As this council is the very body referred to by Jesus, then either the apostles are directly disobeying Jesus’ words of Matthew 5 and John 14 (noted above), or something else is going on that is completely ignored by the heretics in these denominations, teaching that we must observe the Law of Moses.
Life application: There are five principal rules that should be considered at all times when evaluating Bible passages. There are many others, but these five must be considered –
Is the passage prescriptive? (Does it prescribe anything?)
Is the passage descriptive? (Is this merely describing something?)
Context. (What is the context?)
Context. (What is the context?)
Context. (What is the context?)
As you can see, the final three rules are so important that they are one thought that needs to be drummed into our heads at least three times to make sure error does not creep into our consideration of a passage.
Considering Matthew 5:17-20 (above), are those verses prescriptive or descriptive? They are both. They prescribe something for the intended audience, and yet they only describe what occurred for anyone who is not the intended audience; they tell what was said by Jesus to the people gathered before Him.
Context: Who was Jesus speaking to? Israel. Under what authority was Israel living? The Law of Moses. Who was the Law of Moses given to? Israel? Was the Law of Moses given to any other group of people? No. What did Jesus say? He did not come to destroy the Law or the prophets. Rather, He came to fulfill them.
After that, He said that the Law is a binding code. He then went on to speak of the leaders of Israel, living under the law and doing more than any other people in the land in their attempt to meet the requirements of the law, saying that their attempts were insufficient to enter the kingdom of heaven and that every person there needed to do more than they (the scribes and Pharisees) needed to do in order to enter that kingdom. That would include being obedient to those leaders because they sat in Moses’ seat (Matthew 23:2, 3).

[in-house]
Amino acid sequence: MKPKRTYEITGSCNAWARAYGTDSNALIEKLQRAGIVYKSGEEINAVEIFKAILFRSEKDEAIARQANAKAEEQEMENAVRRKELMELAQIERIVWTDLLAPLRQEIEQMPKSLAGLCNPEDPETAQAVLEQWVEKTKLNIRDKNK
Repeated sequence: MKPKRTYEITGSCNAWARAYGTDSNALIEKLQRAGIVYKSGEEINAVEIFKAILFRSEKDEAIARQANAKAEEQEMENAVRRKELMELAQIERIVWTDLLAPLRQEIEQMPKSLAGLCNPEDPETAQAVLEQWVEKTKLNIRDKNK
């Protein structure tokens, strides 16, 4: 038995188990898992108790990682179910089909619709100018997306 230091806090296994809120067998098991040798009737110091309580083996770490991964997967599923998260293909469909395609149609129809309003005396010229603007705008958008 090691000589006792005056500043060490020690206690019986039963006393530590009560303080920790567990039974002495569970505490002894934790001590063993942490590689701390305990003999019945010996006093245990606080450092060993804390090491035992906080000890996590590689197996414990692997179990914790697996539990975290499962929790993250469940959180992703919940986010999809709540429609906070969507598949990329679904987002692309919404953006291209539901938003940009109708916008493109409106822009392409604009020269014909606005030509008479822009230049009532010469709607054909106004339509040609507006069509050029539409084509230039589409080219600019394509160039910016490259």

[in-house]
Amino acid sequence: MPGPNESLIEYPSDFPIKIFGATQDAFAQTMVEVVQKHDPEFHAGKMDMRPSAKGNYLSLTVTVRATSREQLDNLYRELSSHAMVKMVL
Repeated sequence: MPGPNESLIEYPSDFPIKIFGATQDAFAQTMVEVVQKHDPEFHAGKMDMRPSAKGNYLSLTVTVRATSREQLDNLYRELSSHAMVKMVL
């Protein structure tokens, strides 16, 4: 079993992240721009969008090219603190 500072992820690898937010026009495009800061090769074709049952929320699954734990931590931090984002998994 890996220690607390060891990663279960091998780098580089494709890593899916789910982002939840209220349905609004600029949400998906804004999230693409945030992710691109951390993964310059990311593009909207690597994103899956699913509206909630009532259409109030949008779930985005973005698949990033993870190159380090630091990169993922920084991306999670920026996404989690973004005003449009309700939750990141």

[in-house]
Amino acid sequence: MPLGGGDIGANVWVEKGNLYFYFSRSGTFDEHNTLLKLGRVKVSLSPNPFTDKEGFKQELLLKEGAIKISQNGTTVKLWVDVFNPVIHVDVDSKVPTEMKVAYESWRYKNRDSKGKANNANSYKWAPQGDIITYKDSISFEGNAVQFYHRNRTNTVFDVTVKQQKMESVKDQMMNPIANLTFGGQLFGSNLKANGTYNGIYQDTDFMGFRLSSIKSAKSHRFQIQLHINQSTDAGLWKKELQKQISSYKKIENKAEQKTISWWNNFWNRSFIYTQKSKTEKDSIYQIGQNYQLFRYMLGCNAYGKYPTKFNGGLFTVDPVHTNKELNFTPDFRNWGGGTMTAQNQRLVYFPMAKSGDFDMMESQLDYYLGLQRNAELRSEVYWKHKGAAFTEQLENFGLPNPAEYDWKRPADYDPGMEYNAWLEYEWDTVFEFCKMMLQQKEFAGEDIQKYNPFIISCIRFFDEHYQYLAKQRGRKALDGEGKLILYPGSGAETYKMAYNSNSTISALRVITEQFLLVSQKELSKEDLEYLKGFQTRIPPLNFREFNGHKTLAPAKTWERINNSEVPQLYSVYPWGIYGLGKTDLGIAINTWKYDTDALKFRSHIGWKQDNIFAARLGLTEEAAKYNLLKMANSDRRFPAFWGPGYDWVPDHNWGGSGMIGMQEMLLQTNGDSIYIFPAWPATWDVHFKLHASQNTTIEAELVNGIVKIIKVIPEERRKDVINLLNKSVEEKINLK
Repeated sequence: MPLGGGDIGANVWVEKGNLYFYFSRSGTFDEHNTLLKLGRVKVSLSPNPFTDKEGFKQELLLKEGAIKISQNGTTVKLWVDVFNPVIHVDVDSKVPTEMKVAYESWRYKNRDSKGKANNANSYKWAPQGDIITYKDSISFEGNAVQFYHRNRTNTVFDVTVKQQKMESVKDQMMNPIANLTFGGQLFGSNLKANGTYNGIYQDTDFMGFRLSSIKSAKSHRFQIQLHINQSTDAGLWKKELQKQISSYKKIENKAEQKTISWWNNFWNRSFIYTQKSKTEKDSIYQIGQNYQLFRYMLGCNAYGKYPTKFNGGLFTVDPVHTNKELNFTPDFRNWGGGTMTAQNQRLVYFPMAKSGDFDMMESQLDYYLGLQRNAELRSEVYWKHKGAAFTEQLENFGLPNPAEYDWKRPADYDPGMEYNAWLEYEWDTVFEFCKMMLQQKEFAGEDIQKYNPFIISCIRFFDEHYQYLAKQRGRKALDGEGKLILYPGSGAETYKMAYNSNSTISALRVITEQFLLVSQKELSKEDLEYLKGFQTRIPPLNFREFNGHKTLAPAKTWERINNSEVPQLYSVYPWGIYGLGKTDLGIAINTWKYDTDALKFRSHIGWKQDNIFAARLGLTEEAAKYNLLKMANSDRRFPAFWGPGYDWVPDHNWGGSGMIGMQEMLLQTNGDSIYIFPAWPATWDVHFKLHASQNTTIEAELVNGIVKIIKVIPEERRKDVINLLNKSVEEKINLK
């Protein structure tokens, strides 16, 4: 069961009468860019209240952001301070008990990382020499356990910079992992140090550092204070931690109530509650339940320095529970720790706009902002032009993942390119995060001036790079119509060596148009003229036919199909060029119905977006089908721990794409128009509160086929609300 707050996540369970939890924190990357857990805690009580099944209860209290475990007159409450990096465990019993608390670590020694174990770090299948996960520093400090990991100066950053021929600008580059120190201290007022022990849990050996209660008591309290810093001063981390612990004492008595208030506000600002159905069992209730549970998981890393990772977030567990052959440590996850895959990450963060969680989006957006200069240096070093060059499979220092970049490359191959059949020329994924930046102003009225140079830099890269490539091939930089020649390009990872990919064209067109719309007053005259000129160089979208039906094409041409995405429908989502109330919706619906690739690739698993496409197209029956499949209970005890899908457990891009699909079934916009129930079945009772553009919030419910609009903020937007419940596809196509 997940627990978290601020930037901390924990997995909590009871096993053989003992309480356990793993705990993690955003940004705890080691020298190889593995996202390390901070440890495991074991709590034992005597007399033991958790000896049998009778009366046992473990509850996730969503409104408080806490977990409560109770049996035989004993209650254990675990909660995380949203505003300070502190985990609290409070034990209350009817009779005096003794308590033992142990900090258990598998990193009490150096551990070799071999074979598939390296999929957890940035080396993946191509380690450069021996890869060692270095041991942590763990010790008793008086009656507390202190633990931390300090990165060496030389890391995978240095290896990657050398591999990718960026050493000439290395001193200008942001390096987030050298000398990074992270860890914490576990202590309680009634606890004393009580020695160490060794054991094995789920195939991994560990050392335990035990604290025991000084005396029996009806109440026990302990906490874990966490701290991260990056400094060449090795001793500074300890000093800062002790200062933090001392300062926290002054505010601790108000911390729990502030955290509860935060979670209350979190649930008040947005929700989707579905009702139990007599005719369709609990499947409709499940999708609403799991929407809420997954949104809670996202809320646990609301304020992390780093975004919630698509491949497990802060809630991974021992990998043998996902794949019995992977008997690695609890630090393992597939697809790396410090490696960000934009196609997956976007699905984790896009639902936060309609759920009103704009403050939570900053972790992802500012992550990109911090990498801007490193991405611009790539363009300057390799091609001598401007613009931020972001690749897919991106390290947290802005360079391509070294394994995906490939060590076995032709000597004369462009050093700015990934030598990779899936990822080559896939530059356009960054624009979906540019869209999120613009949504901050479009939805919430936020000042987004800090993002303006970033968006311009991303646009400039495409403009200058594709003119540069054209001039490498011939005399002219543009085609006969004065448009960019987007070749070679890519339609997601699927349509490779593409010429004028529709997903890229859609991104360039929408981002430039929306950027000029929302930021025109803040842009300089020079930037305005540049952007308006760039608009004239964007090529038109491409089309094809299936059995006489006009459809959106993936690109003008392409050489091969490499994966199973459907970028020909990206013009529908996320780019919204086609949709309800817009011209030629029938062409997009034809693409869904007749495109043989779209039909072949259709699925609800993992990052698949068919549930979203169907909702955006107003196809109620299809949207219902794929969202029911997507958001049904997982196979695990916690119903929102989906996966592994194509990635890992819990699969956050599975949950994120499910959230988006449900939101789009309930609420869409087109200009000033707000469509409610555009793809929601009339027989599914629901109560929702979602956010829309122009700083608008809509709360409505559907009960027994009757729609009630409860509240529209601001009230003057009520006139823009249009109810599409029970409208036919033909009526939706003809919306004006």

As this was impossible, then they need to again consider Jesus’ words. He did not come to destroy the Law or the prophets… but to fulfill them. As the highest authorities of Israel fell short of meeting the requirements to enter the kingdom of heaven, then NO PERSON of Israel could meet those same requirements. Hence, Jesus came to fulfill them on our behalf. In His fulfilling of them, the law is:
Annulled (Hebrews 7:18).
Obsolete (Hebrews 8:13).
Taken away (Hebrews 10:9).
Wiped out (erased) and nailed to the cross (Colossians 2:14).
One must choose where he will hang his hat. If one desires to be under the law, he must meet every single precept of the law perfectly, not letting even one fall short. He must also obey those who sit in Moses’ seat, something the apostles of Acts 5:45 refused to do – thus, ostensibly, violating Jesus’ words under the law. As they did this, it means that either they have not met the requirements of the law, or they are not… under the law. The latter is correct. They had entered into the New Covenant and for them, the Old was annulled, obsolete, and taken away.
To obey Jesus’ commandments (John 14:15 cited above) means to be obedient to Jesus’ words under the New Covenant, not the Old. Moses gave the Old, not Jesus. Either the words Jesus spoke under the Old were flagrantly disregarded by the apostles, or they were no longer the context of the lives of those apostles. The latter is true. Jesus’ commandments center on Jesus, not on Moses.
Summary: Doctrine matters.
Lord God, after we have come to Christ, please lead us to teachers with sound doctrine. And then give us the wisdom to learn it and apply it to our lives. Amen.